Tuesday in Whitewater will be mostly sunny with a high of 89. Sunrise is 5:34 AM and sunset 8:28 PM for 14h 53m 39s of daytime. The moon is a waning gibbous with 61.5% of its visible disk illuminated.
Whitewater’s Common Council meets at 6:30 PM.
In small towns across the Midwest (and places far beyond), discussions about development and economic improvement almost always focus on particular projects, and as frequently those are government-subsidized projects. There’s an emphasis on capital projects: what can we build today? The theory: if we build it, they will come. (In W.P. Kinsella’s Shoeless Joe, on which Field of Dreams was based, building is meant to entice a single person: “if you build it, he will come.” No matter, as capital projects to attract others sometimes fail to attract even a single person.)
Peter Coy’s recent column in the New York Times, on measuring economic inequality, makes plain the emptiness of considerations of mere capital spending. However one thinks about inequality, from left, center, or right, all serious considerations emphasize individual economic well-being:
Differences in wealth and differences in income are the wrong ways to measure economic inequality, and going by either of them “dramatically overstates” the degree of inequality in the United States, a working paper argues.
The right measure of economic inequality is differences in spending power, says the paper, “U.S. Inequality and Fiscal Progressivity: An Intragenerational Accounting,” which is by the economist Alan Auerbach of the University of California, Berkeley, the economist Laurence Kotlikoff of Boston University and the software developer Darryl Koehler of Economic Security Planning.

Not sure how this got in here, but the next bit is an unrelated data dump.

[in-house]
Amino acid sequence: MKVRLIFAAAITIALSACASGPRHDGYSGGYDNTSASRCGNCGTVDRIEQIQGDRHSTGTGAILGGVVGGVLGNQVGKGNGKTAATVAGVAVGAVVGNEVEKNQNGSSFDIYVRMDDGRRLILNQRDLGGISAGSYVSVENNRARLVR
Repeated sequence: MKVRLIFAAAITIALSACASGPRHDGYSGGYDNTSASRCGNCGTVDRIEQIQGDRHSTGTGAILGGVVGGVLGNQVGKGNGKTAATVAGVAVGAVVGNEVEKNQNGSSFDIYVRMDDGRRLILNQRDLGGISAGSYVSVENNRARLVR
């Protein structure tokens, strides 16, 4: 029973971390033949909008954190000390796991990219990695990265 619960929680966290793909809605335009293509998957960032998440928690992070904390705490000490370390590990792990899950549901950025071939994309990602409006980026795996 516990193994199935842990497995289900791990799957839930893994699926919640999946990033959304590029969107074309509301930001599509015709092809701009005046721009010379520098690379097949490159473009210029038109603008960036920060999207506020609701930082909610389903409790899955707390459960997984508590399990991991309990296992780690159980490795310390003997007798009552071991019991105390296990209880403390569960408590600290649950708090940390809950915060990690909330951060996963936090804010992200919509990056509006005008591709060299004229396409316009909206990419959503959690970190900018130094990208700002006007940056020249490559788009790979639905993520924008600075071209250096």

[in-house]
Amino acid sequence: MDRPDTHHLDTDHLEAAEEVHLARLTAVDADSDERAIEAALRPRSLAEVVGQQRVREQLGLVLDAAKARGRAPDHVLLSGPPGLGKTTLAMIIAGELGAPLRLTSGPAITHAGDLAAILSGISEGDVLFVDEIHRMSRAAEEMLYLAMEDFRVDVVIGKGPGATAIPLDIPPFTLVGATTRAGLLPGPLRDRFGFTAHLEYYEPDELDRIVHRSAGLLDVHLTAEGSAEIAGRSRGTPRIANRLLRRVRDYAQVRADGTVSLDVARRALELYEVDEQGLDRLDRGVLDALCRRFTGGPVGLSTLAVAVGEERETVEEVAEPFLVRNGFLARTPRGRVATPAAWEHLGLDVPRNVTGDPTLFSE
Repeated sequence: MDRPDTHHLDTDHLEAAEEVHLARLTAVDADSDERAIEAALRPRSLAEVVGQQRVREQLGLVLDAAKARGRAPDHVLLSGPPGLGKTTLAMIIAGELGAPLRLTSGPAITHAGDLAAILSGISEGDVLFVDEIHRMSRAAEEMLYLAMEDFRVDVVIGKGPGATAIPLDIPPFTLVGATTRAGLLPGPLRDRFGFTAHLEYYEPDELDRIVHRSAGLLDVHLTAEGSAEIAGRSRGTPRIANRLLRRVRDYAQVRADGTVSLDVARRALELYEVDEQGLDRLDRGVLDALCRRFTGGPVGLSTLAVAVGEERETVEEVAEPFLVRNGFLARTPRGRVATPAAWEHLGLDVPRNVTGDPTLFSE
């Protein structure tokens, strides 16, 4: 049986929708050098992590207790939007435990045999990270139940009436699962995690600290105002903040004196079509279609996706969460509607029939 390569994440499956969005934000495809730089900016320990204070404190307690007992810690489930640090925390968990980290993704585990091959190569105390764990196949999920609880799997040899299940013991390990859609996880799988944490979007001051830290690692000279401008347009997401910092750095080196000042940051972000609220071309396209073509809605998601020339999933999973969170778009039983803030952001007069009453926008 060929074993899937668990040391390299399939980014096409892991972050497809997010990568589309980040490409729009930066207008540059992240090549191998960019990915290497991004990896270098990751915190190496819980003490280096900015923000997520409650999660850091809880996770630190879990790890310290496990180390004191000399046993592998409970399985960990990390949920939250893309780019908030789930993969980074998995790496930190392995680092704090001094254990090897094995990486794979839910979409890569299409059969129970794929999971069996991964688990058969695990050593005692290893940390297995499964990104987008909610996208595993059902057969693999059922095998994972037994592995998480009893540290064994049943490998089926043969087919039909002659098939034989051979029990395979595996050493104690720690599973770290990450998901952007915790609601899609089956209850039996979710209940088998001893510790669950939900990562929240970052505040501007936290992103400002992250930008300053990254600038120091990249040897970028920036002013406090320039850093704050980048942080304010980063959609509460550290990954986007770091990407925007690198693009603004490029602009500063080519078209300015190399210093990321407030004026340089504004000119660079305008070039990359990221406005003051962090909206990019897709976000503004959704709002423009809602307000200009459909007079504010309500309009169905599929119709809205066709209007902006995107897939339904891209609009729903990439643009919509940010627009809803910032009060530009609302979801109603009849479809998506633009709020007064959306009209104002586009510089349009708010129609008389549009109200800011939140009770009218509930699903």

Spending power — the amount of goods and services that a person can buy — is what really matters to people because it captures the ability to satisfy their wants and needs, Auerbach, an expert on the economics of public finance, told me. He asked me to imagine bars of gold encased in a radioactive block. If wealth can’t be used, it’s of no value. The same goes for income, he said.
Study after study has shown rising inequality of income and wealth in the United States. An article by the economists Thomas Piketty, Emmanuel Saez and Gabriel Zucman published in 2017 found that the average real income of the top 0.1 percent of the population grew by 298 percent between 1984 and 2014, while the average real income of the bottom half of the population grew just 21 percent.
But spending power gives a different picture. Still bad, but not as bad. The richest 1 percent of 40- to 49-year-olds in the United States own 29.1 percent of their age cohort’s net wealth, but account for only 11.8 percent of their group’s remaining lifetime spending power, the new paper says. The poorest fifth of the 40-somethings own just 0.4 percent of the group’s net wealth but have 6.6 percent of the remaining lifetime spending power, the paper says.
These analyses — from whatever part of the economic spectrum — focus on what individuals and families possess, what they have at their disposal, not whether some development man thought that he could play builder with public money.
(Now and forever: venture capital is privately funded; development men, local landlords, and their ilk who want to play at venture capital should use their own money, not public funds. There was never a more dishonest program in Whitewater than the CDA’s capital catalyst program.)
When a school district — like Whitewater’s — insists that $1.6 million for athletic fields will produce an economic uplift, they cannot offer a single bit of evidence on how this will measurably affect overall individual and household incomes within the district.
That’s what matters. The rest is misdirected discussion in Whitewater, in Wisconsin, in the Midwest, or anywhere else.